Let's modify our
new_puzzle method a bit, and demonstrate how a smart contract author might use base64-encoded arguments.
In the previous chapter we had a fairly long NEAR CLI command that called the
new_puzzle, providing it the parameters for all the clues. Having these lengthy parameters on the CLI might get cumbersome. There may be issues needing to escape single or double quotes, and each operating system may wish for a different format on the Terminal or Command Prompt.
We're going to send all the arguments as a base64-encoded string, and make this a bit simpler. For this, we're going to use
Base64VecU8 from the SDK.
Base64VecU8 is great for binary payloads
What we're doing makes sense, but it's worth noting that it's perhaps more common to use
Base64VecU8 when sending binary parameters.
Read more about it here.
First we'll set up a struct for the arguments we're expecting:
Then we modify our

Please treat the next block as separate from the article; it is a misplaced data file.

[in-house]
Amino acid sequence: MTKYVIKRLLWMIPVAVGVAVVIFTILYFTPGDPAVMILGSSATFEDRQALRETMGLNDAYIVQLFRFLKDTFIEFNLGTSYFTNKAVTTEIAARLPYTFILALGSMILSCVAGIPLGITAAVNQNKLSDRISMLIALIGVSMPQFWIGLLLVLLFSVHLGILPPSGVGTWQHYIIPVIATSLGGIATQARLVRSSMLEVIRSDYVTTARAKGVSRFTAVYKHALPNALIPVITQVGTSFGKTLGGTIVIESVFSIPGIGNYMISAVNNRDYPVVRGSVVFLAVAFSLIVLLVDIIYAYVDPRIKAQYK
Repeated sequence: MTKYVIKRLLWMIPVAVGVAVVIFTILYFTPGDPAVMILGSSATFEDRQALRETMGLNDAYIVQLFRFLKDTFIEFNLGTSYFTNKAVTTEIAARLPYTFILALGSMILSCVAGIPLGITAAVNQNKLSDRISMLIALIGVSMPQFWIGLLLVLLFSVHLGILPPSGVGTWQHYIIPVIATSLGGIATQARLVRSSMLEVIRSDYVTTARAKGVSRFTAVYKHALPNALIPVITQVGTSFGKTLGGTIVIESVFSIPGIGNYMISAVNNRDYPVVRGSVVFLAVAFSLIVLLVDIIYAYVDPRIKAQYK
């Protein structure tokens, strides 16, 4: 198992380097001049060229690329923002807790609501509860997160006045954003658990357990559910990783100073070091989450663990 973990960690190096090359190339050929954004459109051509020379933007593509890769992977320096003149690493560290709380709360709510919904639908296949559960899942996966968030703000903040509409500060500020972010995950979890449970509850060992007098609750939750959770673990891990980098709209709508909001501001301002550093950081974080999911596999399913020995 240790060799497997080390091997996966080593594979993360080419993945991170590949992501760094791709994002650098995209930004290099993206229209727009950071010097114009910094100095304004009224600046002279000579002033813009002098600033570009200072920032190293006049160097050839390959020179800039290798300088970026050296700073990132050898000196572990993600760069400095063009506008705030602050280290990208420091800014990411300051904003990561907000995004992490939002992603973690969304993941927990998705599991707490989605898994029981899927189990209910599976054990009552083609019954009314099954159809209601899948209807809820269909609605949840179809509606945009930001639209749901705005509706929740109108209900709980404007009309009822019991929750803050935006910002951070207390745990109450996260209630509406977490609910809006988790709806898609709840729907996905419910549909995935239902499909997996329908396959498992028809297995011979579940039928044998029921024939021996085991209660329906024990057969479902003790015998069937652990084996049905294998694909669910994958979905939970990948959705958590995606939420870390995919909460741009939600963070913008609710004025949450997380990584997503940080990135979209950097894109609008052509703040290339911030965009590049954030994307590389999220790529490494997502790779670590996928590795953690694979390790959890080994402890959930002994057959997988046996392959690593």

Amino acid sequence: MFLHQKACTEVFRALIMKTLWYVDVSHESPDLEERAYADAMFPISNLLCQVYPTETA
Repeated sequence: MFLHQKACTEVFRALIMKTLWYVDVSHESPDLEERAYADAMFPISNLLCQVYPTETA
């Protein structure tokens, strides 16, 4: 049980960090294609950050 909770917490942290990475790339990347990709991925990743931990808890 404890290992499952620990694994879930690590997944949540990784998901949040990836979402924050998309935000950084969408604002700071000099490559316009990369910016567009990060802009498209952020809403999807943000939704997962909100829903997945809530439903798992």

new_puzzle method like so:
We can take our original arguments and base64 encode them, using whatever method you prefer. There are plenty of online tool, Terminal commands, and open source applications like Boop.
We'll copy this:
and base64 encode it:
Now we can build and run the new crossword puzzle contract as we have before:
Back at the project root (not in the
contract directory) we can run our app and see the new crossword puzzle:
Once you understand cross-contract calls and callbacks and where the logic should go, you can build just about anything on NEAR.
This might be a good time for a reminder that this crossword puzzle, which checks permissions to methods based on a public key, is a bit unusual. It's more common to have simple collections or mappings for allowed users, or utilize the
owner_id field we set up. The account and access key system in NEAR is quite powerful, and hopefully this tutorial helps stretch the limits of what's possible, like the seamless onboarding we have with the crossword puzzle.
Again, the final code for this chapter: